“This play follows the stories of her and people she knows — not necessarily all friends, some are acquaintances, some are strangers, but all of them brush shoulders as we all do in our daily lives. Brief moments of contact, some shining, others we’d rather leave behind in the dark,” Raja said.
When Raja sat down to write Touch, she wanted to prioritize diversity in the process of casting the play, as Florence was written to be played by a person of colour.
“None of the characters were specifically written with specific races in mind, but I knew beforehand that I wanted to prioritize genderqueer actors and actors of colour,” Raja said, “This play is meant to reflect the universality of everyone’s experiences with physical contact, and I wanted the characters to be representative of the people I have come to know at this university.”
Controversy over the Oscars
Diversity may be the toast of Hollywood at the upcoming eighty-ninth Academy Awards, as black-led films Moonlight, Hidden Figures, and Fences have helped diminish last year’s #OscarsSoWhite controversy.
The controversy, a shared outcry that Hollywood is racist, was fuelled in part by host Chris Rock’s introspective monologue as he demanded that “black actors receive the same opportunities as white actors.” Rock’s single mistake was not demanding a more intersectional mandate in which all people of colour should be made a priority.
Raja doesn’t believe that the racism in Hollywood has been solved in the short period of a year simply because films featuring black actors are being nominated for Best Picture.
“It would be simplistic to think that years of systematic racism have been erased just because the Oscars just managed to ‘tie’ with their 2007 record of seven non-white actor nominations,” Raja said.
Manchester by the Sea, Director Kenneth Lonergan’s family drama, fits the standard mould of a seminal Best Picture winner, led by a gleaming pair of past, present, and likely future Oscar nominees in Casey Affleck and Michelle Williams. Like in Good Will Hunting 20 years ago, it illuminates a story about white male grief in contemporary Massachusetts.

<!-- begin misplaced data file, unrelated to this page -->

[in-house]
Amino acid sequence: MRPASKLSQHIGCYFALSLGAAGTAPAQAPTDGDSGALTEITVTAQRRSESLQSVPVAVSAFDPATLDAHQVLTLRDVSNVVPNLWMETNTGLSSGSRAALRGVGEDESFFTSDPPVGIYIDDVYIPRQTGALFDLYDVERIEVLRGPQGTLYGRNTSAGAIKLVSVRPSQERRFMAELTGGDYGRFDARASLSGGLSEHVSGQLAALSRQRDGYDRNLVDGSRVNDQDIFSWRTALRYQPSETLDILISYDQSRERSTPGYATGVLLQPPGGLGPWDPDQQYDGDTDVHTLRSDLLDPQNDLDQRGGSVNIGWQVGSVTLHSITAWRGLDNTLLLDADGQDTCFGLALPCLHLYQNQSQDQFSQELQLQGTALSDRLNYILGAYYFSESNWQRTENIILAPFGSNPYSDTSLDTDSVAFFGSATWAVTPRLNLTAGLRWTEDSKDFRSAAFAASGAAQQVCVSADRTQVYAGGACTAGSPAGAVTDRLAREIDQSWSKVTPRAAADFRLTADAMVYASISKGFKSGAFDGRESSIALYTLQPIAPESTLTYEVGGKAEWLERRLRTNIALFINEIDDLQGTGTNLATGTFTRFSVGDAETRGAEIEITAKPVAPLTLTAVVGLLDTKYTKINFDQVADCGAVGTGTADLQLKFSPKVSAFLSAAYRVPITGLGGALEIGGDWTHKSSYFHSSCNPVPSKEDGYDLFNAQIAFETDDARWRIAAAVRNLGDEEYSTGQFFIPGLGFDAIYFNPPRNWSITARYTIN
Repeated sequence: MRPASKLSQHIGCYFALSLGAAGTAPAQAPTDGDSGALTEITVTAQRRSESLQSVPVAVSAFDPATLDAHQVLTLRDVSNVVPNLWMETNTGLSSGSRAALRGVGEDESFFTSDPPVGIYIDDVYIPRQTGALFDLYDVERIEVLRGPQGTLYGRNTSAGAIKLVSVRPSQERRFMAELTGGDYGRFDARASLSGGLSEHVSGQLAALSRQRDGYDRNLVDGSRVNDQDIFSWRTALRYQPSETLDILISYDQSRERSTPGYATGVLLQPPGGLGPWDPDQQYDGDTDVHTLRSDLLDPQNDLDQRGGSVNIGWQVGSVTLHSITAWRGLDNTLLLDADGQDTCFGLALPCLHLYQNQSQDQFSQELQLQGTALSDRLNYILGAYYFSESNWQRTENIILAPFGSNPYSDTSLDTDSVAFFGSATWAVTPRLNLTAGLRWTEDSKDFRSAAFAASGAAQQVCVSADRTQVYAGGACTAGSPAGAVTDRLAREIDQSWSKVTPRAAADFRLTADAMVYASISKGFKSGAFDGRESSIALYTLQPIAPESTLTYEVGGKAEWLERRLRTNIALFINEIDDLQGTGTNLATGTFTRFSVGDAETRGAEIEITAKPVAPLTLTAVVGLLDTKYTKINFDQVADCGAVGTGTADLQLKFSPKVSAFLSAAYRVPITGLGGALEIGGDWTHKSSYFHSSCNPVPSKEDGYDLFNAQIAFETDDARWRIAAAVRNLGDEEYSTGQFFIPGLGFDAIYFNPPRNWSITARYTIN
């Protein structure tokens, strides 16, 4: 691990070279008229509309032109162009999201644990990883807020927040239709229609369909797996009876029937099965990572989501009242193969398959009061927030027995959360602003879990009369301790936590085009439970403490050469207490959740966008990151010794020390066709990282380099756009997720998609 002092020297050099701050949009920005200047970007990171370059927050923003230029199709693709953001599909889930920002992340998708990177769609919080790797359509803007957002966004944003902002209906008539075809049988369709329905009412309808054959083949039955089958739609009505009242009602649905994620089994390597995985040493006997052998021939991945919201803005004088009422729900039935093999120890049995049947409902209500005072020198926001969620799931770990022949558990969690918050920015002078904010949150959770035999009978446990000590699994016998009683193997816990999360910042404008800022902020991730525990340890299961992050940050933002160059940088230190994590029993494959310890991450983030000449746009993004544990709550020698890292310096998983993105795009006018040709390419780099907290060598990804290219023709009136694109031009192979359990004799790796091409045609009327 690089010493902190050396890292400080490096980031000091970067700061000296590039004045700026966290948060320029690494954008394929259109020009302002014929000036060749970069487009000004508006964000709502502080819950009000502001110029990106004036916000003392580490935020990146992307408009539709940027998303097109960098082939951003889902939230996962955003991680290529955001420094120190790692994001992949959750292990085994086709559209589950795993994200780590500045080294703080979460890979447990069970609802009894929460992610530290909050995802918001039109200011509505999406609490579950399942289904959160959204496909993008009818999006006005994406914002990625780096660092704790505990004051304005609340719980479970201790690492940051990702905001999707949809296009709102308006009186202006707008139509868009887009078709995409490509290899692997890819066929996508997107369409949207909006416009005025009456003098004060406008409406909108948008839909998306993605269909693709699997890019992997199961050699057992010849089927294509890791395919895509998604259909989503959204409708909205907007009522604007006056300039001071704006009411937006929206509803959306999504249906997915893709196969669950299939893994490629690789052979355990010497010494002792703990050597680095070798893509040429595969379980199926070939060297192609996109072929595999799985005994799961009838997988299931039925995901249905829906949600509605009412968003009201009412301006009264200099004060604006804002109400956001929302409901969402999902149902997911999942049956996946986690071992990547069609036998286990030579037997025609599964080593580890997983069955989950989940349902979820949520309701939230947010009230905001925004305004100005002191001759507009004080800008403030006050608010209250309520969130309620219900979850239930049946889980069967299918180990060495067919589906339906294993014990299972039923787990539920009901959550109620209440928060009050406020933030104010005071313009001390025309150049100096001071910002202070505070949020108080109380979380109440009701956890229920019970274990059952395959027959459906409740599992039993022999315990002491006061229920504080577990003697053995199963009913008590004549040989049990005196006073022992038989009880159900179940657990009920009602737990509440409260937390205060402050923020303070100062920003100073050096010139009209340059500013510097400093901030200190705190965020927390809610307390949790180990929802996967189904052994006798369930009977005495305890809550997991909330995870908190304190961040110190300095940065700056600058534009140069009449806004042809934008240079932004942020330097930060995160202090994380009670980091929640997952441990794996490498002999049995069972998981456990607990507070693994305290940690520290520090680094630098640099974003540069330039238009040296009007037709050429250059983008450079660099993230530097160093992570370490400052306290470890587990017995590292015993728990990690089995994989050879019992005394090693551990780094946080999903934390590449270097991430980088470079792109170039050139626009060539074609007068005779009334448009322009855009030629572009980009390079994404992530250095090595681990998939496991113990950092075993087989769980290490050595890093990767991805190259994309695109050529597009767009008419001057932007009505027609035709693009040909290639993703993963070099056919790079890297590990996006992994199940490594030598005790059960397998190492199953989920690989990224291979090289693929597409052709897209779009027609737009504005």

While Smythe wasn’t interested in seeing a film starring “Ben Affleck’s younger brother,” she doesn’t feel like Manchester By the Sea should be shunned just because it is considered by many to be a traditional heteronormative “white film.”
“I don’t think white films are invalid, or films that are made by white people are invalid, there just needs to be support for different types of films,” Smythe explained. “When you look at all of these blockbusters, they’re primarily white and that means that other types of movies aren’t being supported as much… I think the issue is the fact that there’s not enough money being spread around to these different types of productions and different stories.”
Affleck is a divisive figure to anyone who seriously cares about film. He’s an individual who can be mesmerizing as a grief-stricken janitor and who can also encapsulate all the wit and charm that is required to host Saturday Night Live. The 41-year-old is likely to win Best Actor this year, over his fellow nominees Andrew Garfield, Ryan Gosling, Viggo Mortensen, and Denzel Washington, the lone person of colour in the category.
While Affleck’s performance in Manchester by the Sea is brilliant though, the Oscars seem too satisfied with allowing the same voices to repeat throughout history, telling the same narratives.
And glamourizing Affleck’s appeal is particularly worrisome because of the sexual harassment litigation he settled in 2010. A combination of his privilege and talent allowed him to be a subject of debate on whether deplorable behaviour should outweigh the gravity of a performance. This further pushes common logic towards the ultimate question: what is the point of the Oscars anyway?